Customers have been coming back again into automobile showrooms. Vehicle sales have jumped by double digits. Dealers should be jubilant, right? Well, not quite.
As the federal government’s $3 billion Cars Allowance Rebate System (CARS) program comes to an end at 8 p.m. today some auto dealers feel endangered by the cloud lingering behind the Cash For Clunkers silver lining.
“It’s been a mixed blessing,” says Gregory Jackson, owner of St. Clair Shores, Michigan-based Prestige Automotive (No. 1 on the BE auto dealers list with $646 million in sales). While dealers are benefiting from sales increases that would not have happened without CARS, they are “strapped for cash” because the government has not reimbursed them for the price reductions they gave to customers. Jackson’s Ford and Saturn stores got about a 30% sales boost from CARS, but for now, his company is $660,000 out of pocket. Several firms on the B.E. Auto dealers list are having similar experiences.
Yvonne Hovell, owner of Oklahoma-based Dodge Chrysler Jeep of Tulsa (No. 36 on the B.E. Auto Dealers list with $47.397 million in sales) says she’s “not surprised” in receiving “not a penny” from the government for the clunker discounts. She’d dealt with government programs before. Her firm had sold about 25 vehicles under CARS as of Aug. 20. “It’s no question that the national program has been an incentive to the public to come back to the automobile dealer showroom,” Hovell says. The reality for the individual dealers is, however, “You literally have to have cash to play in the game. I have been extremely fortunate,” Hovell says of her store’s strong cash position.
By Aug. 20, John F. Stelly, owner of Lake Charles, Louisiana-based Paramount Nissan (No. 28 on the BE auto dealers list with $54.55 million in sales) had sold 61 vehicles via the program, a 20% month-over-month increase. Stelly says the government’s slow reimbursement is not causing him cash-flow problems. “I knew what I was getting into, and I set up some reserves just in case the government choked,” Stelly says. He set aside roughly $70,000 “just in case I don’t get all of my money.” The dealership keeps three to four times the working capital the manufacturer requires.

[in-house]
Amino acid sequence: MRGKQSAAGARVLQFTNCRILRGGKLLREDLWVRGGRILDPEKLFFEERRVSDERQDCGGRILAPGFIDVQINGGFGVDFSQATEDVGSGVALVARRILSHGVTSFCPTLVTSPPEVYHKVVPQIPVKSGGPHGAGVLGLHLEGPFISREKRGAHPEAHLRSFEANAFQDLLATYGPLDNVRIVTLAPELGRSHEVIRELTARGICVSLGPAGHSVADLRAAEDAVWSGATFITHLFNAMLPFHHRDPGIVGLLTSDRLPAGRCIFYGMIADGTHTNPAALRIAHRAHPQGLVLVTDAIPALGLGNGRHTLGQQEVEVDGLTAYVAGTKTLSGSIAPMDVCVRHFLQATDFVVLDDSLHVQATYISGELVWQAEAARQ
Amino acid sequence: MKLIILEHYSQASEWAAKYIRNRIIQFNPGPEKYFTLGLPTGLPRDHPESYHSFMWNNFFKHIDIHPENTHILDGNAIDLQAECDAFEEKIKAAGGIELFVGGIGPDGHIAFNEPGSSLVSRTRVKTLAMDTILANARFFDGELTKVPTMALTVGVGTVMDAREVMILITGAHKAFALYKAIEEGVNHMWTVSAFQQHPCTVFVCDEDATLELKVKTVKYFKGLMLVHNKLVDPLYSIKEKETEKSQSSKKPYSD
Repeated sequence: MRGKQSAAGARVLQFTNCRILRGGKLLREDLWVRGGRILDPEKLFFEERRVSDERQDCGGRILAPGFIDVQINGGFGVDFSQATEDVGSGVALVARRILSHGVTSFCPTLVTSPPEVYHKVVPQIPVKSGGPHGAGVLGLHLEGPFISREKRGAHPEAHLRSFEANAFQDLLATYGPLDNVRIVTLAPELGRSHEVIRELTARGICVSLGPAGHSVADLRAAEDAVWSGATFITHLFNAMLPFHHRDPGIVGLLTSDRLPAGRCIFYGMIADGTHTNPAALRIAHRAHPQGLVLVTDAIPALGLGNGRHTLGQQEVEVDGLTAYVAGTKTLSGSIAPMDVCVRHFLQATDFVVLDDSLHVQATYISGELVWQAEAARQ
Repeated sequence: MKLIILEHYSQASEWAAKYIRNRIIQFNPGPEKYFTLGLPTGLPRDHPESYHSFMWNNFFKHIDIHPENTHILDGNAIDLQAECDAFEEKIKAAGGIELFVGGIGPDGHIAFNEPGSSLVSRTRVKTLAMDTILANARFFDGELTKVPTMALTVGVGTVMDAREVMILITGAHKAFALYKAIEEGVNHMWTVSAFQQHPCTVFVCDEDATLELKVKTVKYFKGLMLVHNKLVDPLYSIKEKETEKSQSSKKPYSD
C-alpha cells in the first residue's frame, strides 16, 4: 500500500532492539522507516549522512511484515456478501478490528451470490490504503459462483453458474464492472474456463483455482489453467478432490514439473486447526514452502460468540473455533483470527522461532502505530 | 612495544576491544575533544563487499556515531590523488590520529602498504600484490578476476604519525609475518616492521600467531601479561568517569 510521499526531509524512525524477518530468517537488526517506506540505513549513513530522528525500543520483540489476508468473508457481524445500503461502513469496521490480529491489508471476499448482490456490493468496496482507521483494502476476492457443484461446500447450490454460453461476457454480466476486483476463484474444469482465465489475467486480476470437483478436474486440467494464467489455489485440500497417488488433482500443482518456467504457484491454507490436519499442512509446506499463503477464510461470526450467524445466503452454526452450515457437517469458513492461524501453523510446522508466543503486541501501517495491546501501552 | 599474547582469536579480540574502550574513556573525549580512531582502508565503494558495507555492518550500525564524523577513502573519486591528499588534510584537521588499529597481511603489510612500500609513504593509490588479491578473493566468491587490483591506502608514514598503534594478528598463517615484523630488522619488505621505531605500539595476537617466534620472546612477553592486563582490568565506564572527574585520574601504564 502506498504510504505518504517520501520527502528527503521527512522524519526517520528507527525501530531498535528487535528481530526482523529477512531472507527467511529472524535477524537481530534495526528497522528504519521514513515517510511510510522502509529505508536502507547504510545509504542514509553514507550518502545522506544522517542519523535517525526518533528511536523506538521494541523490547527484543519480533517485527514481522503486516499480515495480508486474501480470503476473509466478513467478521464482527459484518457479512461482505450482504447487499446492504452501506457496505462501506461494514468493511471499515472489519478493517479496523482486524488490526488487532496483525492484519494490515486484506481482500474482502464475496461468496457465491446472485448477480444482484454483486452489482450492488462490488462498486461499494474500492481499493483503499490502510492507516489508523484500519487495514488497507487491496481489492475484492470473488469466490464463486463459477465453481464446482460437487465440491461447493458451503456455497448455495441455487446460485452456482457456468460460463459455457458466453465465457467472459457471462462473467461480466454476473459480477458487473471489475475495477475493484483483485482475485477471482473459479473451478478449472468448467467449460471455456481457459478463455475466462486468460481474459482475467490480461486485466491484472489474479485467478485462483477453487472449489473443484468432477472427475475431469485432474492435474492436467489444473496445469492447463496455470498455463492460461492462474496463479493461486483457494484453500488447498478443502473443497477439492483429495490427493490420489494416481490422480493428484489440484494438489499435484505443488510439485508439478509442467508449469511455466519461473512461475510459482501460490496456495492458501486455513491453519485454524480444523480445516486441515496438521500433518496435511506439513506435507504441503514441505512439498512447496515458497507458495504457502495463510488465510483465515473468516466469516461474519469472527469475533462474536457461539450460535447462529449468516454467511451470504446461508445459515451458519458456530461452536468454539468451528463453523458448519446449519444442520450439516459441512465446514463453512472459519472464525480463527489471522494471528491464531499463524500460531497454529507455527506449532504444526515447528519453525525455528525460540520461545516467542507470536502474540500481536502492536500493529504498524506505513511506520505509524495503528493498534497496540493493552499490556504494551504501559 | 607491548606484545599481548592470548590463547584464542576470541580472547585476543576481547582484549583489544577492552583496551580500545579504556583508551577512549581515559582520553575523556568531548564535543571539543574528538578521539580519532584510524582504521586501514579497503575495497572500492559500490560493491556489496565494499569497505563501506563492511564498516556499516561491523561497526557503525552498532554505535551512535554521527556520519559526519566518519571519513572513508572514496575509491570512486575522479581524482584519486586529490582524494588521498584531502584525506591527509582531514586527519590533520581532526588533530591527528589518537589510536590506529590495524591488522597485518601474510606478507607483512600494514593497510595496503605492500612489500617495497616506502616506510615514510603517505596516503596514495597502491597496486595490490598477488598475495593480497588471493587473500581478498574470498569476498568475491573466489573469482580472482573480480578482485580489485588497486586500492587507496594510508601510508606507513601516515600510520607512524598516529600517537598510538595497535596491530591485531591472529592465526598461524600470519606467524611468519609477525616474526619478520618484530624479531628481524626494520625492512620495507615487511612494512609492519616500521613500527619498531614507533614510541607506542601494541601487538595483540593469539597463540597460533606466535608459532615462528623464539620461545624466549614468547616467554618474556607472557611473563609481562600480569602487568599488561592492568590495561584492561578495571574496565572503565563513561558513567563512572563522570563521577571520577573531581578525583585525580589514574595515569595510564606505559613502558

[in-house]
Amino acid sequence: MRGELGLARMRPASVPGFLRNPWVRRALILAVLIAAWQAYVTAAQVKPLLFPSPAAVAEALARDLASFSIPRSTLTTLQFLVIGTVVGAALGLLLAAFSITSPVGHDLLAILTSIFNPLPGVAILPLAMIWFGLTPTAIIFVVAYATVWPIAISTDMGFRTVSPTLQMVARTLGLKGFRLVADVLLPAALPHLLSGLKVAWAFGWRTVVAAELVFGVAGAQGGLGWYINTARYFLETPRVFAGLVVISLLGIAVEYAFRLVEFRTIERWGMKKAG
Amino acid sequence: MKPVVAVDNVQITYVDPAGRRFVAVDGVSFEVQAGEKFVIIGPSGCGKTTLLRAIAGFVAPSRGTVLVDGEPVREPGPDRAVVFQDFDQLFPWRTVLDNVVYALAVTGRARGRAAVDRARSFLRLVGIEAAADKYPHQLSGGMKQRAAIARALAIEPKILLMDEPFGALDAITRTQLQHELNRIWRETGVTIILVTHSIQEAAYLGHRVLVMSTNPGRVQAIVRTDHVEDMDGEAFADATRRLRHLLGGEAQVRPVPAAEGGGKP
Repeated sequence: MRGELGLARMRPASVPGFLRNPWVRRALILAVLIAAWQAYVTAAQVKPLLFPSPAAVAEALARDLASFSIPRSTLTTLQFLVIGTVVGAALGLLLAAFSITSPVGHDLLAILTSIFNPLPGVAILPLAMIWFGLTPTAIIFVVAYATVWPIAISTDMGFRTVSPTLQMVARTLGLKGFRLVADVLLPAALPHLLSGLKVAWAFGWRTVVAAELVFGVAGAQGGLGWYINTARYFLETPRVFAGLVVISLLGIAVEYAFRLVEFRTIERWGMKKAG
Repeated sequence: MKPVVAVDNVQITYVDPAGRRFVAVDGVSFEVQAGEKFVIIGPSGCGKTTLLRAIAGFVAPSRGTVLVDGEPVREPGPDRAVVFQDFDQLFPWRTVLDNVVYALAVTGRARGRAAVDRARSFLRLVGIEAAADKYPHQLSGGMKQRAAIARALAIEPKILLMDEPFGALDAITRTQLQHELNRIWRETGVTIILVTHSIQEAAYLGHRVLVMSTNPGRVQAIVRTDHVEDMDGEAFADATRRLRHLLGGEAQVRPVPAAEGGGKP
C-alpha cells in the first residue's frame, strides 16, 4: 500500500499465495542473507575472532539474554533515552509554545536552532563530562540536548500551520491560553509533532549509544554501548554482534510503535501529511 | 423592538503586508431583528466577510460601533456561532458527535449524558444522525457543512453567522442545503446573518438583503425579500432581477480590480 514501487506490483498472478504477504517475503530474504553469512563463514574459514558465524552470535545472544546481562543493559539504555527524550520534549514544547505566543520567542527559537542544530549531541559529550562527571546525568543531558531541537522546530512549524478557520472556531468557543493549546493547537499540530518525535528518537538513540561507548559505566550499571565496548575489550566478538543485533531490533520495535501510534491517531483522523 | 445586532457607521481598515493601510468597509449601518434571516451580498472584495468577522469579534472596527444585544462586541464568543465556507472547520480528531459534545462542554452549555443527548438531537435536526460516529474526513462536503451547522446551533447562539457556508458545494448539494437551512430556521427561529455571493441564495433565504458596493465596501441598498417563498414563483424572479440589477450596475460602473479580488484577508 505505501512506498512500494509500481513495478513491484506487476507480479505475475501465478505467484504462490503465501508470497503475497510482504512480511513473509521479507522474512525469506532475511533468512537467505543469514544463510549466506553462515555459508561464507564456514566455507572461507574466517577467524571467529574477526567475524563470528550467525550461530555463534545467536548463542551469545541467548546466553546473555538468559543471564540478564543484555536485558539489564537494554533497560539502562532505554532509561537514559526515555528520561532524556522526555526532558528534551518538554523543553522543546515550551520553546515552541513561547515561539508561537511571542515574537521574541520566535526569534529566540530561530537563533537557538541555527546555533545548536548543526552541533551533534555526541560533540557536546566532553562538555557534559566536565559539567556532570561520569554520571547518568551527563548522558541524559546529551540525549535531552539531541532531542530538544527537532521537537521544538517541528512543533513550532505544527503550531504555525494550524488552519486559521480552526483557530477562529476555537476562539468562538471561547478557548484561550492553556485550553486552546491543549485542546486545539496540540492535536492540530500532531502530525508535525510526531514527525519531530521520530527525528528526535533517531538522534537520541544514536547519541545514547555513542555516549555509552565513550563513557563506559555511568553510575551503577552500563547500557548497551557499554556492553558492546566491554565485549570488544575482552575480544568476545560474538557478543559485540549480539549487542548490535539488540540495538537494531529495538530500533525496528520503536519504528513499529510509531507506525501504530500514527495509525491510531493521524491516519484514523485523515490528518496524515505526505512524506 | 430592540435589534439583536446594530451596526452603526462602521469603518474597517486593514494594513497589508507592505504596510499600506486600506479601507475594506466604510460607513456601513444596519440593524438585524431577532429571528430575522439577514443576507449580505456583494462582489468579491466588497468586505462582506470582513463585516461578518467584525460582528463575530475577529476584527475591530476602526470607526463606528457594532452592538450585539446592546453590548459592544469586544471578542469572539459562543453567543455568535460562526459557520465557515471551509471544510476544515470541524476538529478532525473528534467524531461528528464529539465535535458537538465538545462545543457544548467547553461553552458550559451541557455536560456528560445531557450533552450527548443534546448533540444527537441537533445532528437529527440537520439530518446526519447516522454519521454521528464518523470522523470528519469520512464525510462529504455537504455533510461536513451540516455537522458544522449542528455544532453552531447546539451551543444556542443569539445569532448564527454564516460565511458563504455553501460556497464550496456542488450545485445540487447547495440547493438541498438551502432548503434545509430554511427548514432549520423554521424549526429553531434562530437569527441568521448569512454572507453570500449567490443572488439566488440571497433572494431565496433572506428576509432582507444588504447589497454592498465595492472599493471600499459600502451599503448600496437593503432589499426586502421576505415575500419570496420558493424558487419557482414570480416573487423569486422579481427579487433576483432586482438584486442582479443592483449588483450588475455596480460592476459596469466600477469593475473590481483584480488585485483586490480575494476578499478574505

How It Works
Under Cash for Clunkers, when customers trade in a qualifying old gas-guzzling vehicle, between $3,500 and $4,500 is subtracted from the price of the new fuel-efficient vehicle they purchase. The customer gets a car loan from a bank or other financial institution. That lender pays the dealership the reduced price of the new car, and the federal government pays the dealership the $3,500 to $4,500 difference. When the customer drives the new car off the dealer’s lot, the bank that made the car loan typically pays the dealership overnight. That’s mainly via an electronic funds transfers (EFT) or direct draft. The dealer then pays off the cost of the car to the financial institution that loaned him “floor plan” money to get the car as inventory from the manufacturer.